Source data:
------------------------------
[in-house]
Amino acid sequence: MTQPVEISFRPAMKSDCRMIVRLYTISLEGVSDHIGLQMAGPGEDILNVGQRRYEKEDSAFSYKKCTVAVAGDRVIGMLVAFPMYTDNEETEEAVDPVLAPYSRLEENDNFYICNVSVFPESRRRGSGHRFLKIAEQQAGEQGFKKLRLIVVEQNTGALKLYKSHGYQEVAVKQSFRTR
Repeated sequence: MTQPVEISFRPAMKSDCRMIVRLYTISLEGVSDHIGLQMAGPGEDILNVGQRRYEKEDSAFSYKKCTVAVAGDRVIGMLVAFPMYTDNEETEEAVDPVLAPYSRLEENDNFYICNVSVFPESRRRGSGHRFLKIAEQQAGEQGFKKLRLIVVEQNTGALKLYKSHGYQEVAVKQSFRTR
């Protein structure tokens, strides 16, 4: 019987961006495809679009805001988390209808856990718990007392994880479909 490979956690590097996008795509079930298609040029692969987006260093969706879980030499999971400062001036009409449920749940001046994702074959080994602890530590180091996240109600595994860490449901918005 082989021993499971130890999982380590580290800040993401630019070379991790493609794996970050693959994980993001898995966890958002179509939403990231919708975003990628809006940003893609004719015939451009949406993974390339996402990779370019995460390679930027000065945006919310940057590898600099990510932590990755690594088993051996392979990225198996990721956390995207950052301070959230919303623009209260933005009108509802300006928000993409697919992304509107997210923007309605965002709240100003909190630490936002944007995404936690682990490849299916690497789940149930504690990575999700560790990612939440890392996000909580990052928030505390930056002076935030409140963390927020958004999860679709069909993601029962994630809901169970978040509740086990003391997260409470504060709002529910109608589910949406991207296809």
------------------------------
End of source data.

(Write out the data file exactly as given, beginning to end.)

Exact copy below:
[in-house]
Amino acid sequence: MTQPVEISFRPAMKSDCRMIVRLYTISLEGVSDHIGLQMAGPGEDILNVGQRRYEKEDSAFSYKKCTVAVAGDRVIGMLVAFPMYTDNEETEEAVDPVLAPYSRLEENDNFYICNVSVFPESRRRGSGHRFLKIAEQQAGEQGFKKLRLIVVEQNTGALKLYKSHGYQEVAVKQSFRTR
Repeated sequence: MTQPVEISFRPAMKSDCRMIVRLYTISLEGVSDHIGLQMAGPGEDILNVGQRRYEKEDSAFSYKKCTVAVAGDRVIGMLVAFPMYTDNEETEEAVDPVLAPYSRLEENDNFYICNVSVFPESRRRGSGHRFLKIAEQQAGEQGFKKLRLIVVEQNTGALKLYKSHGYQEVAVKQSFRTR
């Protein structure tokens, strides 16, 4: 019987961006495809679009805001988390209808856990718990007392994880479909 490979956690590097996008795509079930298609040029692969987006260093969706879980030499999971400062001036009409449920749940001046994702074959080994602890530590180091996240109600595994860490449901918005 082989021993499971130890999982380590580290800040993401630019070379991790493609794996970050693959994980993001898995966890958002179509939403990231919708975003990628809006940003893609004719015939451009949406993974390339996402990779370019995460390679930027000065945006919310940057590898600099990510932590990755690594088993051996392979990225198996990721956390995207950052301070959230919303623009209260933005009108509802300006928000993409697919992304509107997210923007309605965002709240100003909190630490936002944007995404936690682990490849299916690497789940149930504690990575999700560790990612939440890392996000909580990052928030505390930056002076935030409140963390927020958004999860679709069909993601029962994630809901169970978040509740086990003391997260409470504060709002529910109608589910949406991207296809």